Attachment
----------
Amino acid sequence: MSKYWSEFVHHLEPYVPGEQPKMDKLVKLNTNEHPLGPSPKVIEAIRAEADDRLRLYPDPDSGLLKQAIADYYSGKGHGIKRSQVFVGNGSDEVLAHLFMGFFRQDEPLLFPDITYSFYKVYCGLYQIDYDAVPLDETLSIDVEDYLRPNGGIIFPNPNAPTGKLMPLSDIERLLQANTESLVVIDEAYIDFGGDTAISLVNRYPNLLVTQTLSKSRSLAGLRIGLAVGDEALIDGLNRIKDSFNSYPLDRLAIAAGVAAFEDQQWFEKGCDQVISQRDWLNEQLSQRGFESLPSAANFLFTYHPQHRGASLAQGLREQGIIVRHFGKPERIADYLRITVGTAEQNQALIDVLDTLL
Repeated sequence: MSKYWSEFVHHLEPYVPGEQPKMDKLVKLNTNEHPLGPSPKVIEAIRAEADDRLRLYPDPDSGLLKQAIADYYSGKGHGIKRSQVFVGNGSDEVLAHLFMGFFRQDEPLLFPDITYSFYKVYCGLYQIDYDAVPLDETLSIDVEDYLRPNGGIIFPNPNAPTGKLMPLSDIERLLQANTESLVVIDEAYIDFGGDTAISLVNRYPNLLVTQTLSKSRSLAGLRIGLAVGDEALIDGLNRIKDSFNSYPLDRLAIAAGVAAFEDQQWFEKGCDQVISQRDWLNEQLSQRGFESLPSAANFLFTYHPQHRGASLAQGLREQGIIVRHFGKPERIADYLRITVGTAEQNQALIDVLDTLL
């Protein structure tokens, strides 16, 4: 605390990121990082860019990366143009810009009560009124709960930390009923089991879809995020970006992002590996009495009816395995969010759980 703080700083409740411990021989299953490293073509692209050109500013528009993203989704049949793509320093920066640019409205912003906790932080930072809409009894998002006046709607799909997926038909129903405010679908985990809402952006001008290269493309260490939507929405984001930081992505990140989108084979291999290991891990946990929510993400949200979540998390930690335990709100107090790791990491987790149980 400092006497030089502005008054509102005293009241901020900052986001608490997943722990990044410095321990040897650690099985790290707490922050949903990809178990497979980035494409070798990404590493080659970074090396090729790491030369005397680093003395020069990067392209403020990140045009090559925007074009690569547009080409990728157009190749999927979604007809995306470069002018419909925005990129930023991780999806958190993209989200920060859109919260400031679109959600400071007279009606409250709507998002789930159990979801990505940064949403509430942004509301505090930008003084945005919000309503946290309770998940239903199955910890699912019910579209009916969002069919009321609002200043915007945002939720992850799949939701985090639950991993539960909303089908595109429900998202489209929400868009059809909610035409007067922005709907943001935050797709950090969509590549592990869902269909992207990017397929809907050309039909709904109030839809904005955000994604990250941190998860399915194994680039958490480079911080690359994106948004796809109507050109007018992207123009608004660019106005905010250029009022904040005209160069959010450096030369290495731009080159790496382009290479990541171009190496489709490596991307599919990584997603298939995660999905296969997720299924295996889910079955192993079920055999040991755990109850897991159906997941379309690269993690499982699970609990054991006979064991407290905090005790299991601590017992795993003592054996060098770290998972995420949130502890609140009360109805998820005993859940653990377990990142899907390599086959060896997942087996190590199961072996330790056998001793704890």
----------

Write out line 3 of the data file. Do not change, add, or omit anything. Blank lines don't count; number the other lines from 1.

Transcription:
């Protein structure tokens, strides 16, 4: 605390990121990082860019990366143009810009009560009124709960930390009923089991879809995020970006992002590996009495009816395995969010759980 703080700083409740411990021989299953490293073509692209050109500013528009993203989704049949793509320093920066640019409205912003906790932080930072809409009894998002006046709607799909997926038909129903405010679908985990809402952006001008290269493309260490939507929405984001930081992505990140989108084979291999290991891990946990929510993400949200979540998390930690335990709100107090790791990491987790149980 400092006497030089502005008054509102005293009241901020900052986001608490997943722990990044410095321990040897650690099985790290707490922050949903990809178990497979980035494409070798990404590493080659970074090396090729790491030369005397680093003395020069990067392209403020990140045009090559925007074009690569547009080409990728157009190749999927979604007809995306470069002018419909925005990129930023991780999806958190993209989200920060859109919260400031679109959600400071007279009606409250709507998002789930159990979801990505940064949403509430942004509301505090930008003084945005919000309503946290309770998940239903199955910890699912019910579209009916969002069919009321609002200043915007945002939720992850799949939701985090639950991993539960909303089908595109429900998202489209929400868009059809909610035409007067922005709907943001935050797709950090969509590549592990869902269909992207990017397929809907050309039909709904109030839809904005955000994604990250941190998860399915194994680039958490480079911080690359994106948004796809109507050109007018992207123009608004660019106005905010250029009022904040005209160069959010450096030369290495731009080159790496382009290479990541171009190496489709490596991307599919990584997603298939995660999905296969997720299924295996889910079955192993079920055999040991755990109850897991159906997941379309690269993690499982699970609990054991006979064991407290905090005790299991601590017992795993003592054996060098770290998972995420949130502890609140009360109805998820005993859940653990377990990142899907390599086959060896997942087996190590199961072996330790056998001793704890």